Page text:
This comes barely a week after Prime Minister Scott Morrison warned the country was in the grip of a “sophisticated” cyber attack by a “state-based” actor, widely reported to be China.




Read more:
Morrison announces repurposing of defence money to fight increasing cyber threats


The announcement can be seen as a mix of the right stuff and political window dressing – deflecting attention away from Australia’s underlying weaknesses when it comes to cyber security.

What is the funding for?

Morrison’s cyber announcement includes a package of measures totalling $1.35 billion over ten years.

This includes funding to disrupt offshore cyber crime, intelligence sharing between government and industry, new research labs and more than 500 “cyber spy” jobs.

As Morrison explained

This … will mean that we can identify more cyber threats, disrupt more foreign cyber criminals, build more partnerships with industry and government and protect more Australians.

They key aim is to help the country’s cyber intelligence agency, the Australian Signals Directorate (ASD), to know as soon as possible who is attacking Australia, with what, and how the attack can best be stopped.

Australia’s cyber deficiencies

Australia certainly needs to do more to defend itself against cyber attacks.

Intelligence specialists like top public servant Nick Warner have been advocating for more attention for cyber threats for years.

Concerns about Australia’s cyber defences have been raised for years.
http://www.shutterstock.com

The government is also acknowledging publicly that the threats are increasing.

Earlier this month, Morrison held an unusual press conference to announce that Australia was under cyber attack.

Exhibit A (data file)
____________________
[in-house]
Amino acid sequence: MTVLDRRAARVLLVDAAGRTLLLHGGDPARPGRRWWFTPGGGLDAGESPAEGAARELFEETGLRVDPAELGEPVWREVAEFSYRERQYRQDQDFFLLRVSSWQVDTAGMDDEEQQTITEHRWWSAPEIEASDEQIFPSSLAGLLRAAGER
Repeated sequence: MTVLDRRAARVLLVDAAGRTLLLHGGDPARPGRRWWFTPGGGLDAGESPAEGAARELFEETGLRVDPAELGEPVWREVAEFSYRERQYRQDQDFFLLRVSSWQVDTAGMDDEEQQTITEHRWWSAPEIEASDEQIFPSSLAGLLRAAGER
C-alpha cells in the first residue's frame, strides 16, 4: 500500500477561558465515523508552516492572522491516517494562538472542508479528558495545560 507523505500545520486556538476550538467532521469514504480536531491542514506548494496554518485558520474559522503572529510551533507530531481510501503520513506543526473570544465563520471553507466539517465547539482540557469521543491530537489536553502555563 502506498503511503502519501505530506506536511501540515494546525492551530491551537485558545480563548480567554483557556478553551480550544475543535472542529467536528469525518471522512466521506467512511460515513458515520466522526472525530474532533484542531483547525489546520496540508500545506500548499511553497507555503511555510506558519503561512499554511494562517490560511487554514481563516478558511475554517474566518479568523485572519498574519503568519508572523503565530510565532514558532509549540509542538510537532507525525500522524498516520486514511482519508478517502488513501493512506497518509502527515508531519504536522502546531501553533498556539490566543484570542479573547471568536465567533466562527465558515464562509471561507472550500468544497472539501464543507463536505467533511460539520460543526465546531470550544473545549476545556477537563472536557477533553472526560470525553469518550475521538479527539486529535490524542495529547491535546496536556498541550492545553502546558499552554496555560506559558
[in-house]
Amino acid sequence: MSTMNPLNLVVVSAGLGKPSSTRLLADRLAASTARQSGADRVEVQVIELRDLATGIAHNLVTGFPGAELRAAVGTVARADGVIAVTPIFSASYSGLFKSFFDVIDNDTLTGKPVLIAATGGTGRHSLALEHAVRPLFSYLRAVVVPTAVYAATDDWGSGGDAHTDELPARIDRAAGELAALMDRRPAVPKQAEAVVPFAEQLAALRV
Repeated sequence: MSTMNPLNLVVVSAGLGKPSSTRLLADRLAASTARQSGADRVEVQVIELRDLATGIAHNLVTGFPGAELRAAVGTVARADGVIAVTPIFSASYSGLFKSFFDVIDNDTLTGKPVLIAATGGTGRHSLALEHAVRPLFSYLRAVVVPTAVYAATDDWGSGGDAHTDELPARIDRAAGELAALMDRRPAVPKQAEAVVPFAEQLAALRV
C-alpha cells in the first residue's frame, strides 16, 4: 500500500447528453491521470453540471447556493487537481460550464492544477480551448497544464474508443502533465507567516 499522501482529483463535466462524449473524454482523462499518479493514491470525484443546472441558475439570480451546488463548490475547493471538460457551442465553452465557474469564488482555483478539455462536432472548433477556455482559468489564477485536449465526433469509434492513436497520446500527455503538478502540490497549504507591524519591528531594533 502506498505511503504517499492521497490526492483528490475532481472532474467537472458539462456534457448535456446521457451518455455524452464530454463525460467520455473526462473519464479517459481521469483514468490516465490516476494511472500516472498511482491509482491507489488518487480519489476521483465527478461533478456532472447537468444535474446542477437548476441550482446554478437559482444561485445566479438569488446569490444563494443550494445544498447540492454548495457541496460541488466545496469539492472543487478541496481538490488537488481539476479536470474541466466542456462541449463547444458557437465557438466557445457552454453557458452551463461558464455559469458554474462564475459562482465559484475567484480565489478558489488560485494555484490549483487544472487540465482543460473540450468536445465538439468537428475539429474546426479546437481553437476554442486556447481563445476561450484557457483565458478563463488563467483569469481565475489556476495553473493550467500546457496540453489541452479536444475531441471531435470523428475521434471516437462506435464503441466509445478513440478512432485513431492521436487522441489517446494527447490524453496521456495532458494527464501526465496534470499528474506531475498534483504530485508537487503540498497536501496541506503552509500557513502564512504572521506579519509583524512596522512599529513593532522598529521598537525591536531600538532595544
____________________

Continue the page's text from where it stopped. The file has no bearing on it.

While he did not specify who by, government statements made plain it was the same malicious actor (a foreign government) using the same tools as an attack reported in May this year.

Related attacks on Australia using similar malware were also identified in May 2019.

This type of threat is called an “advanced persistent threat” because it is hard to get it out of a system, even if you know it is there.




Read more:
Australia is under sustained cyber attack, warns the government. What’s going on, and what should businesses do?


All countries face enormous difficulties in cyber defence, and Australia is arguably among the top states in cyber security world-wide. Yet after a decade of incremental reforms, the government has been unable to organise all of its own departments to implement more than basic mitigation strategies.

New jobs in cyber security

The biggest slice of the $1.35 billion is a “$470 million investment to expand our cyber security workforce”.

This is by any measure an essential underpinning and is to be applauded.

The Morrison government wants to recruit more than 500 new ASD employees.
http://www.shutterstock.com

But it is not yet clear how “new” these new jobs are.

The 2016 Defence White Paper announced a ten year workforce expansion of 1,700 jobs in intelligence and cyber security. This included a 900-person joint cyber unit in the Australian Defence Force, announced in 2017.

The newly mooted expansion for ASD will also need to be undertaken gradually. It will be impossible to find hundreds of additional staff with the right skills straight away.

The skills needed cut across many sub-disciplines of cyber operations, and must be fine-tuned across various roles. ASD has identified four career streams (analysis, systems architecture, operations and testing) but these do not reflect the diversity of talents needed.

It’s clear Australian universities do not currently train people at the advanced levels needed by ASD, so advanced on-the-job training is essential.

Political window dressing